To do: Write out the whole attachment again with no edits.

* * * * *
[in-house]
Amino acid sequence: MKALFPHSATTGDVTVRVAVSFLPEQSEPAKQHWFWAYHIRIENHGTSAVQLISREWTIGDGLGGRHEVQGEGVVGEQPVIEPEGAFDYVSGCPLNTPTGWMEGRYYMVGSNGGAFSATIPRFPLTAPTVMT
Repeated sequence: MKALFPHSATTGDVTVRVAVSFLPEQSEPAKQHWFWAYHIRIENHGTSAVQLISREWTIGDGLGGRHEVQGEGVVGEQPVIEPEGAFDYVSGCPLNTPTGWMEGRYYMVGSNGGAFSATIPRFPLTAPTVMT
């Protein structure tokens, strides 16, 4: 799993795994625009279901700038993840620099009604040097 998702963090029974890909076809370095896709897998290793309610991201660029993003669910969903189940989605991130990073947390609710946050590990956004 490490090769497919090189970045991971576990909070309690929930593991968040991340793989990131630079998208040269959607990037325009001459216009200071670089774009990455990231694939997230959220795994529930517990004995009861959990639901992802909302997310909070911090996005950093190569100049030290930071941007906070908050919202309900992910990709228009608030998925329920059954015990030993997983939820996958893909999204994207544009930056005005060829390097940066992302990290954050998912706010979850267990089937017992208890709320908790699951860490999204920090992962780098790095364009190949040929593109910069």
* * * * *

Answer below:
[in-house]
Amino acid sequence: MKALFPHSATTGDVTVRVAVSFLPEQSEPAKQHWFWAYHIRIENHGTSAVQLISREWTIGDGLGGRHEVQGEGVVGEQPVIEPEGAFDYVSGCPLNTPTGWMEGRYYMVGSNGGAFSATIPRFPLTAPTVMT
Repeated sequence: MKALFPHSATTGDVTVRVAVSFLPEQSEPAKQHWFWAYHIRIENHGTSAVQLISREWTIGDGLGGRHEVQGEGVVGEQPVIEPEGAFDYVSGCPLNTPTGWMEGRYYMVGSNGGAFSATIPRFPLTAPTVMT
């Protein structure tokens, strides 16, 4: 799993795994625009279901700038993840620099009604040097 998702963090029974890909076809370095896709897998290793309610991201660029993003669910969903189940989605991130990073947390609710946050590990956004 490490090769497919090189970045991971576990909070309690929930593991968040991340793989990131630079998208040269959607990037325009001459216009200071670089774009990455990231694939997230959220795994529930517990004995009861959990639901992802909302997310909070911090996005950093190569100049030290930071941007906070908050919202309900992910990709228009608030998925329920059954015990030993997983939820996958893909999204994207544009930056005005060829390097940066992302990290954050998912706010979850267990089937017992208890709320908790699951860490999204920090992962780098790095364009190949040929593109910069």